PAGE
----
By J’son Cannelos – Partner / Principal Architect, eSage Group
“In God we trust; all others pay cash.”
– Bob French, New Orleans Tuxedo Jazz Musician (1938 – 2012)
This fairly simple Hive issue was driving me nuts for a while, so I wanted to get it out to the blog while its still fresh on my mind.
Take the following innocent Hive query:
select distinct s.date_local, s.user_id from slice_played s Where LENGTH(s.user_id) > 0 and s.date_local >= ‘2012-10-07’ and s.date_local <= ‘2012-10-08’ order by s.date_local desc limit 150;
Time and time again this would return:
Error in semantic analysis. Invalid table alias or column reference s
After removing each piece of the query, it turns out that the culprit was the ORDER BY clause. This piece is seems to be illegal.
order by s.date_local
Why you ask? Because, apparently, Hive doesn’t allow table references in the ORDER BY clause! Ack!
The solution is pretty simple, but not intuitive. You need to either a) remove the table reference in the fields in your ORDER BY clause or b) alias the columns you would like to use in the order by clause. Here is the corrected Hive query that works:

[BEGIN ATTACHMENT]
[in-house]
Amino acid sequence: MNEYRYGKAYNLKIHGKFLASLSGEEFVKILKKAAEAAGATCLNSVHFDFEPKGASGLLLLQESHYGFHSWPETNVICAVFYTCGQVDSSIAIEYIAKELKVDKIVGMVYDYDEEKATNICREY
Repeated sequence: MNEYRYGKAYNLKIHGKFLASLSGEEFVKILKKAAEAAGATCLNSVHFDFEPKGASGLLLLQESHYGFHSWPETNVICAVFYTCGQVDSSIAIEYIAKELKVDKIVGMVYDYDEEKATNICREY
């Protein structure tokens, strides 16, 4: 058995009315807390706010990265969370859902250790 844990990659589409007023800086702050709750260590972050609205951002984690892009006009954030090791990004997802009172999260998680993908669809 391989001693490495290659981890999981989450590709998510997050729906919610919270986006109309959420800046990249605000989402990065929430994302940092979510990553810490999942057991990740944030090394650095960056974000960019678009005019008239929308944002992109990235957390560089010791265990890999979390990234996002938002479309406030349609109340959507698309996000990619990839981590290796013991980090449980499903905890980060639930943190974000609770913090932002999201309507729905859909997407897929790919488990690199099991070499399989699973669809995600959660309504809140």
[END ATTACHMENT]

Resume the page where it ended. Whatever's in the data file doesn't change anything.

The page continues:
select distinct s.date_local as date_pacific, s.user_id from slice_played s Where LENGTH(s.user_id) > 0 and s.date_local >= ‘2012-10-07’ and s.date_local <= ‘2012-10-08’ order by date_pacific desc limit 150;
I’ve fell into this trap several times now. In our Hive implementation, we pretty much force strict mode (hive.mapred.mode = strict), so we have to alias tables, use existing partitions in the WHERE clause, et.
According to this JIRA link (https://issues.apache.org/jira/browse/HIVE-1449), it’s a known issue. It just says that table references are a no-no, so you don’t need to really alias your columns, however; column aliases seem safer to me. I could just as easily be joining to several tables with a “date_local” column.
Hope this helps and happy coding!